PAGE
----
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Disability access: is Cork changing for the better?
Are changes to Cork's streetscape through Covid recovery measures, and soon through a new active transport fund, changes for the better for all, or are people with disabilities being sidelined?
We’re all supposed to be hungry for our 15 minutes of fame, but for Mark Lahive, hitting the newspaper headlines was no joke.
Mark and I are sitting in a city centre café off Emmet Place and he’s showing me newspaper reports from 2015, when a brutal crowbar attack that could easily have claimed his life left him with life-altering brain injuries.
Next, he shows me photos of the aftermath of the attack. They are not easy viewing. After initial pictures of stitches, as he heals over time, the photos reveal a deep depression in the top of his head where his skull was caved in.
“They destroyed me,” he says of his assailants. “The attack went on for four and a half minutes. That doesn’t sound like a lot of time but believe me, it is.”
Mark’s story continued long after the headlines stopped appearing, and it’s been one of a long, painstaking attempt at recovery, a battle with the lasting impacts of his injuries.
His motor cortex, the part of the brain that controls signals to the limbs, was damaged: he has memories from hospital of being asked to move his legs and of being unable to do so.
“They were coming around every morning asking me to move my toes and my legs and I couldn’t move them,” he says. “I thought I was paralysed. They told me I had a bleed on the brain.”
“You’re in a wheelchair and you’ve to learn how to walk again. You’re lifted in and out of bed, blood transfusions, the whole lot.”
After Cork University Hospital, Mark went to the National Rehabilitation Hospital in Dún Laoghaire, where he underwent months of rehabilitation, eventually recovering almost the full use of his left leg and partial use of his right leg.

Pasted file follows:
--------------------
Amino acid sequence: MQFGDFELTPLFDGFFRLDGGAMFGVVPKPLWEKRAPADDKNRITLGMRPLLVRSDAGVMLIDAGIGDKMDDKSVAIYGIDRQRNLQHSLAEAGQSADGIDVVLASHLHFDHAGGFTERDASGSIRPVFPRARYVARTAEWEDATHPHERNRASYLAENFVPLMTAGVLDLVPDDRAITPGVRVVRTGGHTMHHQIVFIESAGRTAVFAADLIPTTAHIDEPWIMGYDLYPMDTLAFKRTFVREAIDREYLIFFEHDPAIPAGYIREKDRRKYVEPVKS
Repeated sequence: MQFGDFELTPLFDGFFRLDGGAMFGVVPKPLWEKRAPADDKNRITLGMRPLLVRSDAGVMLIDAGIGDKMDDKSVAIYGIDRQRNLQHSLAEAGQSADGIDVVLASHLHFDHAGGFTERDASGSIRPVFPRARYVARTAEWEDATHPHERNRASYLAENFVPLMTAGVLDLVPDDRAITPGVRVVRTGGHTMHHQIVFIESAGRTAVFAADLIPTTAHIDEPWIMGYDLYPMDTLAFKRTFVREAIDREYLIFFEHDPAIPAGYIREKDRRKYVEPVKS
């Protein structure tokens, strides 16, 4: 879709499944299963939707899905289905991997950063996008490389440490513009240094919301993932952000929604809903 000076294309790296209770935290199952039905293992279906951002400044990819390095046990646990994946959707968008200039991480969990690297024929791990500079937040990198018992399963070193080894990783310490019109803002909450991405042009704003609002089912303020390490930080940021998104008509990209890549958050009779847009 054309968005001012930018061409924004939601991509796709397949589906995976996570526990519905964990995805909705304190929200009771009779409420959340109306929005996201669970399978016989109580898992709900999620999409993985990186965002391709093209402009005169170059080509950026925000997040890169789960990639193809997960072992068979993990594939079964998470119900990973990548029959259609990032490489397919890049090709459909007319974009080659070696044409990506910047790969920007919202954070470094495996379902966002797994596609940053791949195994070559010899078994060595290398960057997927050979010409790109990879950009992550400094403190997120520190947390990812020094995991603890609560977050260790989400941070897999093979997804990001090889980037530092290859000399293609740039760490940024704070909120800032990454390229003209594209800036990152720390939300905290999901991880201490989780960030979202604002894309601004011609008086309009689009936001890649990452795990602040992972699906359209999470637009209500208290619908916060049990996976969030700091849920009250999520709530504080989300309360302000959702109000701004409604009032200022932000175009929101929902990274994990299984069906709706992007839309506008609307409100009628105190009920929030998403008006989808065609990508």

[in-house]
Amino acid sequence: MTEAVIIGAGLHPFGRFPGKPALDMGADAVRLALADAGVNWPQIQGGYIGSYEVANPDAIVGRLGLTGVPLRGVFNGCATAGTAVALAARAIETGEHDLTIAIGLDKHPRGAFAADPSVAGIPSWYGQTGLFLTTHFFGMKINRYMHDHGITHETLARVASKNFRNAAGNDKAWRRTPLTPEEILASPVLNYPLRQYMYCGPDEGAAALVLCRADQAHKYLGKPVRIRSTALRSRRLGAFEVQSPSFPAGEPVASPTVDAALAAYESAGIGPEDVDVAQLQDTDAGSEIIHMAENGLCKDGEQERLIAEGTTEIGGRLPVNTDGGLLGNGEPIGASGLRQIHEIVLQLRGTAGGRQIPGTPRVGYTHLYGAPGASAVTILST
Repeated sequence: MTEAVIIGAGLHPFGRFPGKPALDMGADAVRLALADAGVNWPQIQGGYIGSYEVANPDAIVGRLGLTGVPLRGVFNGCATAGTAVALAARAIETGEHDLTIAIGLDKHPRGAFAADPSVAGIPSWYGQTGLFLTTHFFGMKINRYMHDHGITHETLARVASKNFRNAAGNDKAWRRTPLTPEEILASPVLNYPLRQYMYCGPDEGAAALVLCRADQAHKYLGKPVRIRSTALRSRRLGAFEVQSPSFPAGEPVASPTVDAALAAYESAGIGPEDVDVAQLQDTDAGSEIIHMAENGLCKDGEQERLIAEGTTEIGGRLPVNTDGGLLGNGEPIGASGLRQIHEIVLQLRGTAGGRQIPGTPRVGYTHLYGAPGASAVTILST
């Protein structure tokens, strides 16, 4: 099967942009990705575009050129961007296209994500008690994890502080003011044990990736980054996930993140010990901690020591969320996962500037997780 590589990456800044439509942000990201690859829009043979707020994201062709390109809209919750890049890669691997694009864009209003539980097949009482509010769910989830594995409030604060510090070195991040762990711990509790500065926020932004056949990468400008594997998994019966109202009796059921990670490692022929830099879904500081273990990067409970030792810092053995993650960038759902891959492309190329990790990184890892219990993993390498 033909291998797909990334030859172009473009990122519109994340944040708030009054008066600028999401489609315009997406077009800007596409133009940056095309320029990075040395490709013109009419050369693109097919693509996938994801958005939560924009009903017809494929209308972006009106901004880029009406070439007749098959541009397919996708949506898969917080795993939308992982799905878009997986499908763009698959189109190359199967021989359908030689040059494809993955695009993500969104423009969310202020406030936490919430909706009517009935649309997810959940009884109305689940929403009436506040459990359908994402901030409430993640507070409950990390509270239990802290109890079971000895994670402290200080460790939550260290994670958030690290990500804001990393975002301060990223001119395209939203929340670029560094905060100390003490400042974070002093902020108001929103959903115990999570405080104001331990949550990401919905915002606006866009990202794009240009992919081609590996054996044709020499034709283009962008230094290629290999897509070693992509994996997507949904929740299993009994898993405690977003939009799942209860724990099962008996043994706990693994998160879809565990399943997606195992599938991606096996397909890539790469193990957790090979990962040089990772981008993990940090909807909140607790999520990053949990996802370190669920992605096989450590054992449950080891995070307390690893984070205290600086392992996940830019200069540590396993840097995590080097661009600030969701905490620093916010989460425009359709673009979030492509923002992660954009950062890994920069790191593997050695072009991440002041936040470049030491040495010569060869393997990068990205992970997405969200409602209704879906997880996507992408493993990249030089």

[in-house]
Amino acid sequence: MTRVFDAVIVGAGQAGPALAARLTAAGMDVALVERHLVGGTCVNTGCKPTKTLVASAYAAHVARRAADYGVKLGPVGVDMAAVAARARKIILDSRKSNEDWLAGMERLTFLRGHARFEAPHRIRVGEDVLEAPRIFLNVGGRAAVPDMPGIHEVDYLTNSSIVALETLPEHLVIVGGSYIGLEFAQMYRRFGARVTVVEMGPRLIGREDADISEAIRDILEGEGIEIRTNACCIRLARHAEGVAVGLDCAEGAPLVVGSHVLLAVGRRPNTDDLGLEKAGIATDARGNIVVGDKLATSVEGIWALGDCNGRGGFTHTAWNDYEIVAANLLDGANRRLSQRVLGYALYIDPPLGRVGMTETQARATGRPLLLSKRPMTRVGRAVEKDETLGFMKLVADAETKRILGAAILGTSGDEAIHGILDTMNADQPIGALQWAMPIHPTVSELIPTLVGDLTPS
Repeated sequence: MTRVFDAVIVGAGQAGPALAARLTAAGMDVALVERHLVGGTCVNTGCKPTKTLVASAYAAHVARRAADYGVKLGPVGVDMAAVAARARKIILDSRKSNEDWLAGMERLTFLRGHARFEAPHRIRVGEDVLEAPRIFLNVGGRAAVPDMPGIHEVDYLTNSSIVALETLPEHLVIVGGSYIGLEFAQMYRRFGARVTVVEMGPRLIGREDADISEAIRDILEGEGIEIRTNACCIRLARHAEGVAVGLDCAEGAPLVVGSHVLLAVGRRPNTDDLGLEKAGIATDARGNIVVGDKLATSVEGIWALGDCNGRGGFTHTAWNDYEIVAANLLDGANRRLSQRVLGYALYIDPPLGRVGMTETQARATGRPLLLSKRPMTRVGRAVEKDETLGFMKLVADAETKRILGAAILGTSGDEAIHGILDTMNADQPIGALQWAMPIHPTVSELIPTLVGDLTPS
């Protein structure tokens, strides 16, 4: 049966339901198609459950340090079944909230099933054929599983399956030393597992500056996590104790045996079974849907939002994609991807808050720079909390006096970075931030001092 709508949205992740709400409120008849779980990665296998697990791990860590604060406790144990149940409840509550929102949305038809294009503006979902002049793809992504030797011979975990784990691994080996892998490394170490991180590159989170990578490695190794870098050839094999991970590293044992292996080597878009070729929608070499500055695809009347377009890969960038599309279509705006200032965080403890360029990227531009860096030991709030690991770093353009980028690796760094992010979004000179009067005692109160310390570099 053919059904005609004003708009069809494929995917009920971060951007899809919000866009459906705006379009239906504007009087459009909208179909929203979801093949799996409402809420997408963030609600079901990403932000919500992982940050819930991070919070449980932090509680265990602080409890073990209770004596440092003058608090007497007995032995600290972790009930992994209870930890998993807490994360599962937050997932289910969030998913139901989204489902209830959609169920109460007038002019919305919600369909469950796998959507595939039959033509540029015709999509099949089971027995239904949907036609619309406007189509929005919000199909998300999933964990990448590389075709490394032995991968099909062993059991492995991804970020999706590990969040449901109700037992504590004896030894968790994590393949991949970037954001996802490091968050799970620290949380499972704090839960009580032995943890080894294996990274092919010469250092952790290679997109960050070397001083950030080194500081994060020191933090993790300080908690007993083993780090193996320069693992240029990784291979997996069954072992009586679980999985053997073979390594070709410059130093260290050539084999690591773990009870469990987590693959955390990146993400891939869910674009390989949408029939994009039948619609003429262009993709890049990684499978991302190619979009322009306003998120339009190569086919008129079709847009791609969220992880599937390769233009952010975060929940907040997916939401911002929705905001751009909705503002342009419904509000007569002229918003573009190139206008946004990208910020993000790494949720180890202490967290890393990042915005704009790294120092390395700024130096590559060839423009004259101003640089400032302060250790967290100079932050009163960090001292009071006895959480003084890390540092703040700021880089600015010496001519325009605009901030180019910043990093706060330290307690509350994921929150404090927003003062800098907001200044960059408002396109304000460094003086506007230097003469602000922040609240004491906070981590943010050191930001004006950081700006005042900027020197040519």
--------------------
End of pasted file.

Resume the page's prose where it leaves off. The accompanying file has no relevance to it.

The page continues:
“Because it was my right hand side that was affected, it should be my left leg that’s affected, but it’s my right leg that’s worse and they can’t understand it,” he says. “But the brain is like a universe, isn’t it?”
Brain injuries can often have profound impacts on mood and even personality, aside from the obvious emotional impacts of having to come to terms with an acquired disability.
Over the past six years Mark, who has four children with his wife, Rebecca, has run the gamut of a full range of physical fallout from his attack. “My hearing is affected, my eyes, my short-term memory, I have Tinnitus,” he says. “I’ve been told there’s a personality change. The stupidest little things could start me off and I get odd.”
Attending brain injury services charity Headway has helped Mark considerably.
This morning, on his way for our coffee, Mark was lucky: he hit the jackpot with a disabled parking space outside the Crawford Art Gallery, under 100 metres from where we’re sitting. But other days, he tells me, he could be driving around searching for a space for half an hour or more.
“To get in and out of my car, I have to lift this leg out, and then this one,” he says. “I have to have the door open fully so normal spaces are too tight.”
Dramatic and awful as Mark’s story is, we’re actually here to talk about something that, on the surface, seems far more mundane: disability access and parking in Cork City.